One of the worst aspects of formal education is the focus on the correct answer to a particular question or problem. While this approach helps us function in society, it hurts creative thinking because real-life issues are ambiguous. There’s often more than one “correct” answer, and the second one you come up with might be better than the first.
Many of the following mental blocks can be turned around to reveal ways to find more than one answer to any given problem. Try reframing the issue in several different ways in order to prompt different answers, and embrace answering inherently ambiguous questions in several different ways.
2. Logical Thinking
Not only is real life ambiguous, it’s often illogical to the point of madness. While critical thinking skills based on logic are one of our main strengths in evaluating the feasibility of a creative idea, it’s often the enemy of truly innovative thoughts in the first place.
One of the best ways to escape the constraints of your own logical mind is to think metaphorically. One of the reasons why metaphors work so well in communications is that we accept them as true without thinking about it. When you realize that “truth” is often symbolic, you’ll often find that you are actually free to come up with alternatives.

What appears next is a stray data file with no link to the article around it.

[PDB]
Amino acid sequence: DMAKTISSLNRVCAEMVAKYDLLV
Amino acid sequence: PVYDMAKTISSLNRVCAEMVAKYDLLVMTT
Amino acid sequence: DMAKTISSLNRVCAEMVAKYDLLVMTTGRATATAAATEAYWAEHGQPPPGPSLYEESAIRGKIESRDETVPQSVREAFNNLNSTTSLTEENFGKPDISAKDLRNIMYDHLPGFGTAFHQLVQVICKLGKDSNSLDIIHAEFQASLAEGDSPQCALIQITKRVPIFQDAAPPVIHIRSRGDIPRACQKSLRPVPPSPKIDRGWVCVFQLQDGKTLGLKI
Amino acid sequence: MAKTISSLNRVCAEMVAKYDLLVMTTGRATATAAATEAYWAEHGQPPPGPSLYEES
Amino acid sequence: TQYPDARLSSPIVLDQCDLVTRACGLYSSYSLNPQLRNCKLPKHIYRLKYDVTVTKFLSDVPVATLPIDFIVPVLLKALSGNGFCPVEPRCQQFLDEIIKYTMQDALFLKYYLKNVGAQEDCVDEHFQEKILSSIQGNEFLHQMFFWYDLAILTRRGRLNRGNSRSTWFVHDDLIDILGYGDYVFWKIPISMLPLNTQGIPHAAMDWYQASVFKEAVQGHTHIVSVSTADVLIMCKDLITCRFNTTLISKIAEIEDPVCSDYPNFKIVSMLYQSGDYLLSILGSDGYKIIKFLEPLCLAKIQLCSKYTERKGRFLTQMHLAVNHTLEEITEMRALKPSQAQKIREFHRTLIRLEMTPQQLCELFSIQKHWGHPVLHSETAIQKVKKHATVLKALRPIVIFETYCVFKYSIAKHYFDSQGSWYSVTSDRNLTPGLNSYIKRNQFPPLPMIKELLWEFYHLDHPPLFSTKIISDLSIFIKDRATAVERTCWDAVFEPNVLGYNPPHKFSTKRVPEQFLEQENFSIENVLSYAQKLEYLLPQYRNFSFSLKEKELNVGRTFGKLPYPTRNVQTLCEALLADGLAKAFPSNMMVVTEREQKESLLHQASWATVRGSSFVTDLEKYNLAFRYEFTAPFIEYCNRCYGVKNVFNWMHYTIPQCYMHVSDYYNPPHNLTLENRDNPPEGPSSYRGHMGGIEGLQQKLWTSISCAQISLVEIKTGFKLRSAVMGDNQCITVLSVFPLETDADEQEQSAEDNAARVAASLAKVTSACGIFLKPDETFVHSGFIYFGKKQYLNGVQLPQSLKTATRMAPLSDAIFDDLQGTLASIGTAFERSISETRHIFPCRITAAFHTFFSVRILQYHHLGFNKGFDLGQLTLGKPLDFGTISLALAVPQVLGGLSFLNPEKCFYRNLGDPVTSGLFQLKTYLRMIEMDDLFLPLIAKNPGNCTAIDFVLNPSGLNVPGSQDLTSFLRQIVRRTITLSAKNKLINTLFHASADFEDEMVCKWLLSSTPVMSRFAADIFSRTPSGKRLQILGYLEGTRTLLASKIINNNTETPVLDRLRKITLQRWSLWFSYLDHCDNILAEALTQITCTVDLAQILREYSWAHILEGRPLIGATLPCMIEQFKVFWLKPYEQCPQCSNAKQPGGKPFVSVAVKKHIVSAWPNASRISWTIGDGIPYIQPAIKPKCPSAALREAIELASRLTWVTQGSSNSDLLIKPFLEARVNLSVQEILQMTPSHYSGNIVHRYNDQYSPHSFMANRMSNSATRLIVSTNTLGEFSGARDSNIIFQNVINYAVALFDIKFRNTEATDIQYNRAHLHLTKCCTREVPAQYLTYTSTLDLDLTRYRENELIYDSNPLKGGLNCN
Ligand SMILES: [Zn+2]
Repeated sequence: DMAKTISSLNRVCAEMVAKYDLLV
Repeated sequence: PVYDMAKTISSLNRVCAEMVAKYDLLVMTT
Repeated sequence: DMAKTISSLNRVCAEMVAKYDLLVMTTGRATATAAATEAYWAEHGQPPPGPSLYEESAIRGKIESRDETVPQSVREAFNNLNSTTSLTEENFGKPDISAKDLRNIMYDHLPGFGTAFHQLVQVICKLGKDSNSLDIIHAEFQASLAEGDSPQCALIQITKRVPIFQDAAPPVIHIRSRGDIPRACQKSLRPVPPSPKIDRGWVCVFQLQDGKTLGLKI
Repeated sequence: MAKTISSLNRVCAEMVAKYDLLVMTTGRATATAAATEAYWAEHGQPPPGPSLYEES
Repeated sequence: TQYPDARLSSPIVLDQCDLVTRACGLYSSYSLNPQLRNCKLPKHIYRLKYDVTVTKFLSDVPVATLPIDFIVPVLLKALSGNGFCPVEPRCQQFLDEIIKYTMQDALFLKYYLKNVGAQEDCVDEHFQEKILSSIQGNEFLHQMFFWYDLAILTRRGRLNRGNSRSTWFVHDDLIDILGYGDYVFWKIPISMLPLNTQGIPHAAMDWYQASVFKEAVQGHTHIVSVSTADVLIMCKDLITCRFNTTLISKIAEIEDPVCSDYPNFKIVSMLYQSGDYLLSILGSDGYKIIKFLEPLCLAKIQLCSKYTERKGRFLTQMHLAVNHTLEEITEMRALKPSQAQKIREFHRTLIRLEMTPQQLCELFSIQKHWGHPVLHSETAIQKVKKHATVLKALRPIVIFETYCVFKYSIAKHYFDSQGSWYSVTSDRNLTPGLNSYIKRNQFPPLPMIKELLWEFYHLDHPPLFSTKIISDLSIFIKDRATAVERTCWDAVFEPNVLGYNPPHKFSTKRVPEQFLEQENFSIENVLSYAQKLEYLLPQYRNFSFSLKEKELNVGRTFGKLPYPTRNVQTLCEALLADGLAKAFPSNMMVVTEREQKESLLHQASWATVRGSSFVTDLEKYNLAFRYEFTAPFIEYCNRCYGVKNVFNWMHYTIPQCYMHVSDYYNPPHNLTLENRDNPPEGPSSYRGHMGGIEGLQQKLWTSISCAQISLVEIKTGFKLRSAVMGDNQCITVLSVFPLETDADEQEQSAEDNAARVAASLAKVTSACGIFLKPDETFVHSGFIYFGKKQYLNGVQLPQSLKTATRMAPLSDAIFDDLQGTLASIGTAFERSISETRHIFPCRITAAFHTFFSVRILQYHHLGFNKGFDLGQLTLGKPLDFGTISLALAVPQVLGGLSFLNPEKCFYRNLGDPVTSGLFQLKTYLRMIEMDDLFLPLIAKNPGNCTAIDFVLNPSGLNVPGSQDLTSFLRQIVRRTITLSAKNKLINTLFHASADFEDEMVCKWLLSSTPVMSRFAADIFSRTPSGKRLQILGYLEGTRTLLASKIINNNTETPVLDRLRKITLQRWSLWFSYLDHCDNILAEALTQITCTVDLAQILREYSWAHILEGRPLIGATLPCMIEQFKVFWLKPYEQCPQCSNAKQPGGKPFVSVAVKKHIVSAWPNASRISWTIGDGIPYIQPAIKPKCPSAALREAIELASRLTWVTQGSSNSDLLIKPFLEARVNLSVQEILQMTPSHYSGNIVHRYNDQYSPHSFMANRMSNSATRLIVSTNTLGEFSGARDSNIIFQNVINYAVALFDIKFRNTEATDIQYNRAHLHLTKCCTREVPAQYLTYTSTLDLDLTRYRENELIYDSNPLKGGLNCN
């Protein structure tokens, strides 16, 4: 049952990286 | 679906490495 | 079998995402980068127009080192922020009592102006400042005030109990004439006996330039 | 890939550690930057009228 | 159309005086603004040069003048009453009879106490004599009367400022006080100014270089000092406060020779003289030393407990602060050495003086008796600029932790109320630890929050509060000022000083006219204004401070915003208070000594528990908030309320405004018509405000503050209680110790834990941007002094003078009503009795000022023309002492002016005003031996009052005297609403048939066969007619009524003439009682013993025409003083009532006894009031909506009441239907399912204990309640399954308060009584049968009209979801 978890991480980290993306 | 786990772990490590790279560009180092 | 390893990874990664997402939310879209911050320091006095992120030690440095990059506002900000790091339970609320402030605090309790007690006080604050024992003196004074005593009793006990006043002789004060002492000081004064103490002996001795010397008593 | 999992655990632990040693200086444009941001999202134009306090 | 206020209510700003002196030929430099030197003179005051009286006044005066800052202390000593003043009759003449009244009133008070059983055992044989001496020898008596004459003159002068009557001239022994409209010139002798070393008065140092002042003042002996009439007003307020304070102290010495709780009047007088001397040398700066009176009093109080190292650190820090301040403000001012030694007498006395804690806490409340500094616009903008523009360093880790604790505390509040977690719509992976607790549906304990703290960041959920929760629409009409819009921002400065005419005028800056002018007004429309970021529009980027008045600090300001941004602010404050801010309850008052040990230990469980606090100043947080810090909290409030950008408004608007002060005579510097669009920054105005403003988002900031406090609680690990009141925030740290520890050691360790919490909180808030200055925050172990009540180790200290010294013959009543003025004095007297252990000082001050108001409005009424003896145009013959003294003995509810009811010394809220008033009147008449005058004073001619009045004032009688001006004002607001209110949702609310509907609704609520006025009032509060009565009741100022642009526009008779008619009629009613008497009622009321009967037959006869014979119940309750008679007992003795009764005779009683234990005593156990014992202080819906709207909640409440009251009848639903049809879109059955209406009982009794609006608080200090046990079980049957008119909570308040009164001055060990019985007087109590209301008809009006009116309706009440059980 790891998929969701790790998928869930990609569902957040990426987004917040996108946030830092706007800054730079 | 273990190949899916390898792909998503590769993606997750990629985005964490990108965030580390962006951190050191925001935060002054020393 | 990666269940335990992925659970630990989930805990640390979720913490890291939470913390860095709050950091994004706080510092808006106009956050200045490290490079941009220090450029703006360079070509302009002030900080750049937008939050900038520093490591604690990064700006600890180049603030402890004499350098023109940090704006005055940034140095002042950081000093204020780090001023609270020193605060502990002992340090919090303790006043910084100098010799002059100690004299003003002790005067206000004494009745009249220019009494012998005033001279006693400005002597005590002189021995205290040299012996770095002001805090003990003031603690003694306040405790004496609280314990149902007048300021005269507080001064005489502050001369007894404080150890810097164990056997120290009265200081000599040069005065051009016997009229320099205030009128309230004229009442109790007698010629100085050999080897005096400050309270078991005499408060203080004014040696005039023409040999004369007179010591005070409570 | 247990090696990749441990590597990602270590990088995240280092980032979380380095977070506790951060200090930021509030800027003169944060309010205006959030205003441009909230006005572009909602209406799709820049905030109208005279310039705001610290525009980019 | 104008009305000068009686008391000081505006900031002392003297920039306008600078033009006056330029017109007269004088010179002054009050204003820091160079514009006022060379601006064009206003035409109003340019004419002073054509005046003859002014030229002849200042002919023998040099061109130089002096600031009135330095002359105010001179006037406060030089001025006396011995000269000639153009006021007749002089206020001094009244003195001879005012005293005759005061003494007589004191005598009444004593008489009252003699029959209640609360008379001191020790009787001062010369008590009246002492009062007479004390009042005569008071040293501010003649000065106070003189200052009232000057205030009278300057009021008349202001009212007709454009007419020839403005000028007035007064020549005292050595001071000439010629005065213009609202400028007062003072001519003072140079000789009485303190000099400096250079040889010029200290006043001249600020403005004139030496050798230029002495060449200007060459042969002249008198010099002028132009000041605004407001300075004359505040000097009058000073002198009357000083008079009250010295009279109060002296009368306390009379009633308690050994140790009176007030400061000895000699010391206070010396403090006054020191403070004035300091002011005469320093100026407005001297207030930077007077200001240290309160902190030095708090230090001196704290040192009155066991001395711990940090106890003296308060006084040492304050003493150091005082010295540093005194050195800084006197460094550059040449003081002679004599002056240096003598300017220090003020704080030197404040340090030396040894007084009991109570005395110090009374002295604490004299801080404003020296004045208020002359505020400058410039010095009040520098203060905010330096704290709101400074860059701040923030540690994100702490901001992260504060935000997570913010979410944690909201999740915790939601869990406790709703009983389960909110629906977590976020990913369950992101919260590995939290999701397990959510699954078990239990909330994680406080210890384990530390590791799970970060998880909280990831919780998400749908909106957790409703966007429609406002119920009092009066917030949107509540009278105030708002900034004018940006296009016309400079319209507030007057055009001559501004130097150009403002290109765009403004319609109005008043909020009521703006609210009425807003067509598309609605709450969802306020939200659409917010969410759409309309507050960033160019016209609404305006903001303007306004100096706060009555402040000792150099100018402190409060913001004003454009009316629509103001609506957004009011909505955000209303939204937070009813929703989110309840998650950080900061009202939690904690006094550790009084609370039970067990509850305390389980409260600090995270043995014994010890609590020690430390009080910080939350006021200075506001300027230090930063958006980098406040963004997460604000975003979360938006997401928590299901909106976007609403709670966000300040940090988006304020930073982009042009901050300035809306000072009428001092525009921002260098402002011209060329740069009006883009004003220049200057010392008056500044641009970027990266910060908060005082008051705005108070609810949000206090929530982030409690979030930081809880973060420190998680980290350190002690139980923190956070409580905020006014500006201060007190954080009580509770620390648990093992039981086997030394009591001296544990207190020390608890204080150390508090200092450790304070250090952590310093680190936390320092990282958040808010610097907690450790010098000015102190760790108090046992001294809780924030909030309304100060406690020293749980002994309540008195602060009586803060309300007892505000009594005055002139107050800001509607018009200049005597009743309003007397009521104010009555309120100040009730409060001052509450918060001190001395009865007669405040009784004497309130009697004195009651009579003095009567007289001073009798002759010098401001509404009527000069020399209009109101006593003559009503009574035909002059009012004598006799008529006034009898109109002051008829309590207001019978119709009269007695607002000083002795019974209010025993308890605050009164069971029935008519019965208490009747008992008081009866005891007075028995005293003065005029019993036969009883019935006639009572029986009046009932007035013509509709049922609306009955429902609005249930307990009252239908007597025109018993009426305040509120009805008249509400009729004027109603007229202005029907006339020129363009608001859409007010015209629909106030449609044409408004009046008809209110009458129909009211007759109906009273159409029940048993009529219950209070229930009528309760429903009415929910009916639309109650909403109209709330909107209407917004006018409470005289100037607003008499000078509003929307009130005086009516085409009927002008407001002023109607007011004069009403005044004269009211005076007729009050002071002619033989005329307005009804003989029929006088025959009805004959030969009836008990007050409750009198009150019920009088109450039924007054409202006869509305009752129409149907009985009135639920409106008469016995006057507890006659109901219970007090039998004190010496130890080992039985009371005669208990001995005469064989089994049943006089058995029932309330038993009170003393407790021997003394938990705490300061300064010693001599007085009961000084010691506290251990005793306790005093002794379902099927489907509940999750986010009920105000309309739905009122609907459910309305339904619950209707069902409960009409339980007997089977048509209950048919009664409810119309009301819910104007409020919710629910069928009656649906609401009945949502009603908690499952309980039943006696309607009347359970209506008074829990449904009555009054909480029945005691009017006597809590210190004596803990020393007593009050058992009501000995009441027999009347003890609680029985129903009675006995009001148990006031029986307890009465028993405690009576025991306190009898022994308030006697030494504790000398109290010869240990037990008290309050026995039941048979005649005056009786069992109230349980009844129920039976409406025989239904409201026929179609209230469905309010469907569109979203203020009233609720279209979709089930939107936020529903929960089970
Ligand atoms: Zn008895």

"In When the Body Says No," Gabor Maté writes: “People have always understood intuitively that mind and body are not separable. Modernity has brought with it an unfortunate dissociation, a split between what we know with our whole being and what our thinking mind accepts as truth.” The mind and body are not just connected, but inseparably intertwined, and, Maté believes, certain chronic diseases - ALS, MS, rheumatoid arthritis, breast cancer - are at least in part “an expression of an internal disharmony” brought on by the effects of stress. The significance of the mind-body connection is not new, but modern medicine has a tendency to split the two. However, in recent years an entire field of research, psychoneuroimmunology, has begun to explore “how the mind… profoundly interacts with the body’s nervous system and how both of them, in turn, form an essential link with our immune defenses.” And it is not such a stretch to see the connection between organic disease and “stress,” a relentless pressure that can twist around the immune system’s protective powers into a “suicidal assault”: what Maté calls “a civil war inside the body”. It is how Maté defines stress that is so different from mainstream interpretations as to be practically revolutionary. Probing deeply into the life histories and psyches of many patients he has treated during his years as a palliative care physician, he emerges with nothing short of a revelation. Read by Daniel Maté: http://www.posthypnoticpress.com/pages/on-sale-now-item?r=AAKORI06U0&send_to=%2F